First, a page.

Five Fascinating Facts about Of Mice and Men

A short introduction to the classic novel Of Mice and Men, in the form of five interesting facts

1. John Steinbeck’s original title for his classic novella, Of Mice and Men, was ‘Something That Happened’. This deliberately nondescript title was intended to remove any sense of individual blame for the events that occur in the novella (something quite different from the ironic intention behind the similarly titled play Stuff HappensDavid Hare’s recent play about the Iraq War). Of Mice and Men, as the novel came to be known, focuses on two migrant workers, George (a smart, quick-thinking man) and his friend Lennie (a simpler man, who is mentally disabled but physically big and strong – ironically, his surname is ‘Small’), who work on various farms during the Great Depression in America in the 1930s (Steinbeck was drawing on his own experiences as a ‘bindlestiff’, as he also would for his next novel, The Grapes of Wrath). Joseph Heller, author of Catch 22, was possibly alluding to Steinbeck’s working title when he called one of his own later novels Something Happened.

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Five Fascinating Facts about Macbeth

A short introduction to the classic play Macbeth in the form of five interesting facts

Macbeth is one of Shakespeare’s very best plays. Here are some of our favourite bits of trivia about ‘the Scottish play’. (Those who wish to learn more about Shakespeare might like our list of the top ten best books about Shakespeare.)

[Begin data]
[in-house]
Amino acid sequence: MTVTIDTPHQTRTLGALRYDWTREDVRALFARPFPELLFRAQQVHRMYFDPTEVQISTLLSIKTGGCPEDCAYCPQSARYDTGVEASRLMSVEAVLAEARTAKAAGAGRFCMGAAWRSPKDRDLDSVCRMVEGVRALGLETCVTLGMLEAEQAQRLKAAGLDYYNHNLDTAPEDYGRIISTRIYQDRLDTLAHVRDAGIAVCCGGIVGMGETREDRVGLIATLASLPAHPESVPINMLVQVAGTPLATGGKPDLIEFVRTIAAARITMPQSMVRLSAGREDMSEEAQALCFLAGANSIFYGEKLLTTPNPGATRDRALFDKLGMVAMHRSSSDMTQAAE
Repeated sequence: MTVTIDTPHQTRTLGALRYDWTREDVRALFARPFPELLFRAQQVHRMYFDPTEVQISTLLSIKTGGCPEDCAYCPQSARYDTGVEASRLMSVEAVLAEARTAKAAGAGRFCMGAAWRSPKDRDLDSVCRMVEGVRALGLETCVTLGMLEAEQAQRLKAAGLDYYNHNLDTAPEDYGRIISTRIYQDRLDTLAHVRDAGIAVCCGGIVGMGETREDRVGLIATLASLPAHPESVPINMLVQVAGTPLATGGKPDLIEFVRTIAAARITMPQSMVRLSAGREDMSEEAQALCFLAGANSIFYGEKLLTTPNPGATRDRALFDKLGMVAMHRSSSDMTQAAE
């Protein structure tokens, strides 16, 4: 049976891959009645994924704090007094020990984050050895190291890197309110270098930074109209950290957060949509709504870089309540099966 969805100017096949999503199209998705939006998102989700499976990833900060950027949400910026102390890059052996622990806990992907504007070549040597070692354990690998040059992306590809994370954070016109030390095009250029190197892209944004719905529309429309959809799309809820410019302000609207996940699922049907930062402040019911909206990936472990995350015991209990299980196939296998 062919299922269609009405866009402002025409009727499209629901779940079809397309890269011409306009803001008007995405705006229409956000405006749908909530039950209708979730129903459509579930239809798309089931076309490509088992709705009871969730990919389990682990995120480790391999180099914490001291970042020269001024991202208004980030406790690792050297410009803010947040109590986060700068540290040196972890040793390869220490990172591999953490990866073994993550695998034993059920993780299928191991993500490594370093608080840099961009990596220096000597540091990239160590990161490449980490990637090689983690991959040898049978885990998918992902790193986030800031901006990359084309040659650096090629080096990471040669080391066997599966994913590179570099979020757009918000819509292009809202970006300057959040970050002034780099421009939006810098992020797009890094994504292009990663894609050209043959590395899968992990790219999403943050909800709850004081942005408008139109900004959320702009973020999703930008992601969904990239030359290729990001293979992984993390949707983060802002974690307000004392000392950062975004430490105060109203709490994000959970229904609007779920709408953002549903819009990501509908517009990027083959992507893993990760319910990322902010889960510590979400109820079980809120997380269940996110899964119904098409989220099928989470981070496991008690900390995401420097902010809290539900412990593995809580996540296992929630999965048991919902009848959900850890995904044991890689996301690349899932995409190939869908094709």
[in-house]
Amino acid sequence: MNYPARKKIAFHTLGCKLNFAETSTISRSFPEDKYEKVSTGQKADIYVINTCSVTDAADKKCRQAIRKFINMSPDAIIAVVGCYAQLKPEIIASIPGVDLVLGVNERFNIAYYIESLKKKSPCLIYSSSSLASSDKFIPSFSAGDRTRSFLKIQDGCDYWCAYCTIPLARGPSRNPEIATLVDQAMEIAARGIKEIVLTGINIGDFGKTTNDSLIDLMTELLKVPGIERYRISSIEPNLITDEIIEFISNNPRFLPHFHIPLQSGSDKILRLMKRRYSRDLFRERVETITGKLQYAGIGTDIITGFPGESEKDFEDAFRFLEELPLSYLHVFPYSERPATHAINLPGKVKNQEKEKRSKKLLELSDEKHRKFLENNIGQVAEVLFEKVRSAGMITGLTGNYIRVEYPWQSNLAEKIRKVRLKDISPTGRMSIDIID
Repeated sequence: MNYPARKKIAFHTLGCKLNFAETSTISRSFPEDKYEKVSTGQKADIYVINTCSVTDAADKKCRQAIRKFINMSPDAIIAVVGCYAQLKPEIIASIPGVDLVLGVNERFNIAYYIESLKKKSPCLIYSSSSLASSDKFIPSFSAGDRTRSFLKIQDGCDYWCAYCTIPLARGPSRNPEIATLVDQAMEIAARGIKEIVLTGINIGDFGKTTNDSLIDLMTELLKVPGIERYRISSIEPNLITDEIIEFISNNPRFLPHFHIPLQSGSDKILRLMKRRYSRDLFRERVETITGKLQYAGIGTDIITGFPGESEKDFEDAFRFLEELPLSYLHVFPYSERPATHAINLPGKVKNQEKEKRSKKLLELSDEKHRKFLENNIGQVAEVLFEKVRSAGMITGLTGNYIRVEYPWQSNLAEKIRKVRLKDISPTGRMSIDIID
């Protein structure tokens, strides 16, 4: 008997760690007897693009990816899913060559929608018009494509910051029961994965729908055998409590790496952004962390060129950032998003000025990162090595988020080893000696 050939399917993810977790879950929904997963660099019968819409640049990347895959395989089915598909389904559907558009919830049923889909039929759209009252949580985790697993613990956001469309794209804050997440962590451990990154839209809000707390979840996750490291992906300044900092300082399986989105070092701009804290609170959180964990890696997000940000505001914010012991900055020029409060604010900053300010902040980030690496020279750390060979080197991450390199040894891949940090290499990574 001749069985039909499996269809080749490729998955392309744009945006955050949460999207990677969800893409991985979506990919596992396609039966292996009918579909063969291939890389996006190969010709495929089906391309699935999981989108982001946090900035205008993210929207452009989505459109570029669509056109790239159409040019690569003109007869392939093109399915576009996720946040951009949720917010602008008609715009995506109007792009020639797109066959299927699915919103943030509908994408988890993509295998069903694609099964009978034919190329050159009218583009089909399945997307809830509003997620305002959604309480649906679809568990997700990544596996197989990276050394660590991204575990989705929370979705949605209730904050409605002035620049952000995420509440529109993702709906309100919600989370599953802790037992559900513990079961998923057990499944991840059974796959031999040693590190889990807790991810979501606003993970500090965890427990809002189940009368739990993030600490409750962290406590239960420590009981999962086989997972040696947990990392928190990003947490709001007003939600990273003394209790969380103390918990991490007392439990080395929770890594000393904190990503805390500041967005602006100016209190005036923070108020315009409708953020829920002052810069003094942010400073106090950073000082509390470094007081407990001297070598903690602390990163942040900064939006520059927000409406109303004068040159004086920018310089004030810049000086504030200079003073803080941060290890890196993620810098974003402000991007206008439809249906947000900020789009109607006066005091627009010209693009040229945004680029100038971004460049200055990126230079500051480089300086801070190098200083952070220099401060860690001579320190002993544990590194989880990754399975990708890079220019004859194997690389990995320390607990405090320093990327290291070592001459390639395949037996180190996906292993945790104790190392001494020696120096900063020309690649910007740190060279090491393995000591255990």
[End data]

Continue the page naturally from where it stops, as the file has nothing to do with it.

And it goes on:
1. Lady Macbeth’s real name was Gruoch and Macbeth’s real name was Mac Bethad mac Findlaích. Many people know the story of Macbeth: the ambitious Thane of Cawdor, egged on by his wife who taunts him with jibes about his (insufficient) manliness and encouraged by the prophecy imparted to him by three witches, kills the Scottish king, Duncan, while Duncan is asleep in Macbeth’s own castle. Macbeth takes the crown for himself, and tyrannically rules Scotland until Macduff defeats him, killing Macbeth and enabling Duncan’s son Malcolm to be crowned King. But the story as told by Shakespeare is somewhat different from the historical truth. The real Macbeth killed Duncan in battle in 1040 and Macbeth (or Mac Bethad) actually went on to rule for 17 years, until he was killed and Macbeth’s stepson, known as Lulach the Idiot, became king (though he only ruled for less than a year – then Malcolm, as Malcolm III, took the crown). Unsurprisingly, the historical record is rather lacking in witches, and the idea of killing Duncan while the king was a guest in Macbeth’s own home was Shakespeare exercising his artistic licence.

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